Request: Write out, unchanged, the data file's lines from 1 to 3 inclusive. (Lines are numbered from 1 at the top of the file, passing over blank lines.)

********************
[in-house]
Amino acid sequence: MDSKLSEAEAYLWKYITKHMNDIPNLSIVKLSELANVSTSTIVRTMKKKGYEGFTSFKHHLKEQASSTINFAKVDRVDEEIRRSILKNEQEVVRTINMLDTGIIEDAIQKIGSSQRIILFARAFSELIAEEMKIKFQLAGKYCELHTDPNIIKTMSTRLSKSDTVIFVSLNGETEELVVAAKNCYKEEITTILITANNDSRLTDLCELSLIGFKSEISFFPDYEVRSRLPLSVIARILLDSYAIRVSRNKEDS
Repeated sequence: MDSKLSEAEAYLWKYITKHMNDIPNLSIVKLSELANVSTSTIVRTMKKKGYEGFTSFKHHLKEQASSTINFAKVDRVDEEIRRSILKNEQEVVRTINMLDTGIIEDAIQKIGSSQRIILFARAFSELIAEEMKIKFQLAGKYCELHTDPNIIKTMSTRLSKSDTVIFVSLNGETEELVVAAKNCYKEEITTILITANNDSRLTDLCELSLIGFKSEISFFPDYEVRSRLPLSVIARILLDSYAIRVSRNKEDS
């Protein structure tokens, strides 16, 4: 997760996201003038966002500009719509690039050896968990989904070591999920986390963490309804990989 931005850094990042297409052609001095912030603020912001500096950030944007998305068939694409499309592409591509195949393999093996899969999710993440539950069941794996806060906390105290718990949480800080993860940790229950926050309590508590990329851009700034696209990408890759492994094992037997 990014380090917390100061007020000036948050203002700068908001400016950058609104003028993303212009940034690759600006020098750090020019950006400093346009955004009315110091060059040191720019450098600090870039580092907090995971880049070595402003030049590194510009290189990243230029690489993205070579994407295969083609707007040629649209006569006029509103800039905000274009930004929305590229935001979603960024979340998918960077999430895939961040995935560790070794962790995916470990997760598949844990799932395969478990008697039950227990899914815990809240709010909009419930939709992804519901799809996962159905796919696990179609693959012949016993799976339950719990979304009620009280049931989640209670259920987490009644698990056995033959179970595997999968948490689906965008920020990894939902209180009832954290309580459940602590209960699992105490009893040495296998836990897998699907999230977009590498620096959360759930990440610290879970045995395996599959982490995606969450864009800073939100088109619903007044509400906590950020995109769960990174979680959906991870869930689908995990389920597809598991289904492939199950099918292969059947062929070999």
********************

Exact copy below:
[in-house]
Amino acid sequence: MDSKLSEAEAYLWKYITKHMNDIPNLSIVKLSELANVSTSTIVRTMKKKGYEGFTSFKHHLKEQASSTINFAKVDRVDEEIRRSILKNEQEVVRTINMLDTGIIEDAIQKIGSSQRIILFARAFSELIAEEMKIKFQLAGKYCELHTDPNIIKTMSTRLSKSDTVIFVSLNGETEELVVAAKNCYKEEITTILITANNDSRLTDLCELSLIGFKSEISFFPDYEVRSRLPLSVIARILLDSYAIRVSRNKEDS
Repeated sequence: MDSKLSEAEAYLWKYITKHMNDIPNLSIVKLSELANVSTSTIVRTMKKKGYEGFTSFKHHLKEQASSTINFAKVDRVDEEIRRSILKNEQEVVRTINMLDTGIIEDAIQKIGSSQRIILFARAFSELIAEEMKIKFQLAGKYCELHTDPNIIKTMSTRLSKSDTVIFVSLNGETEELVVAAKNCYKEEITTILITANNDSRLTDLCELSLIGFKSEISFFPDYEVRSRLPLSVIARILLDSYAIRVSRNKEDS